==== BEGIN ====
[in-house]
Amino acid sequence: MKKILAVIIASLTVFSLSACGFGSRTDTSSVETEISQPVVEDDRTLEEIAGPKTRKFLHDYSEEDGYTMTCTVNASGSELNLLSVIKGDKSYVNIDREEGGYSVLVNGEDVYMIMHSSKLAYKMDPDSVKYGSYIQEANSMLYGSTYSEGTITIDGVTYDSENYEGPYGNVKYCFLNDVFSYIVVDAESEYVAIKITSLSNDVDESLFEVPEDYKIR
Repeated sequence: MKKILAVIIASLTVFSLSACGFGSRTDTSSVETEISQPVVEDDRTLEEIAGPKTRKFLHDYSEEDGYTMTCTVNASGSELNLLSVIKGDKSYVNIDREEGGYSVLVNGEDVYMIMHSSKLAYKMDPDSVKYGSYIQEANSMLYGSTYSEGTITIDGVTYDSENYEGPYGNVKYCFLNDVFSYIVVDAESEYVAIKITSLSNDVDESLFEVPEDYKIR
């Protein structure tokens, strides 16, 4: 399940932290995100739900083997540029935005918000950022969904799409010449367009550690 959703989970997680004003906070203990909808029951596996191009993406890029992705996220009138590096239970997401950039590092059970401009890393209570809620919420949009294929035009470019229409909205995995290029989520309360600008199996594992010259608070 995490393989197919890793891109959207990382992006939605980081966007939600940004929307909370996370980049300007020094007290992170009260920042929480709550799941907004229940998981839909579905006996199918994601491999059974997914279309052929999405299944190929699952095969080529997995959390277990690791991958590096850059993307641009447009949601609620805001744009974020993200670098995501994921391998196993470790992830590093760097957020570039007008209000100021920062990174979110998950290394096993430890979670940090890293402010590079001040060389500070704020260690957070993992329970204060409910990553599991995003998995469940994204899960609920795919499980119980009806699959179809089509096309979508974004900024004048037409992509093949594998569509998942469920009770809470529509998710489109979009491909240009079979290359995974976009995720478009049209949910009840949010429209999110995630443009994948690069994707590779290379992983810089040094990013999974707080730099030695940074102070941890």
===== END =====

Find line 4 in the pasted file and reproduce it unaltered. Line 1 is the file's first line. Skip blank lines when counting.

């Protein structure tokens, strides 16, 4: 399940932290995100739900083997540029935005918000950022969904799409010449367009550690 959703989970997680004003906070203990909808029951596996191009993406890029992705996220009138590096239970997401950039590092059970401009890393209570809620919420949009294929035009470019229409909205995995290029989520309360600008199996594992010259608070 995490393989197919890793891109959207990382992006939605980081966007939600940004929307909370996370980049300007020094007290992170009260920042929480709550799941907004229940998981839909579905006996199918994601491999059974997914279309052929999405299944190929699952095969080529997995959390277990690791991958590096850059993307641009447009949601609620805001744009974020993200670098995501994921391998196993470790992830590093760097957020570039007008209000100021920062990174979110998950290394096993430890979670940090890293402010590079001040060389500070704020260690957070993992329970204060409910990553599991995003998995469940994204899960609920795919499980119980009806699959179809089509096309979508974004900024004048037409992509093949594998569509998942469920009770809470529509998710489109979009491909240009079979290359995974976009995720478009049209949910009840949010429209999110995630443009994948690069994707590779290379992983810089040094990013999974707080730099030695940074102070941890």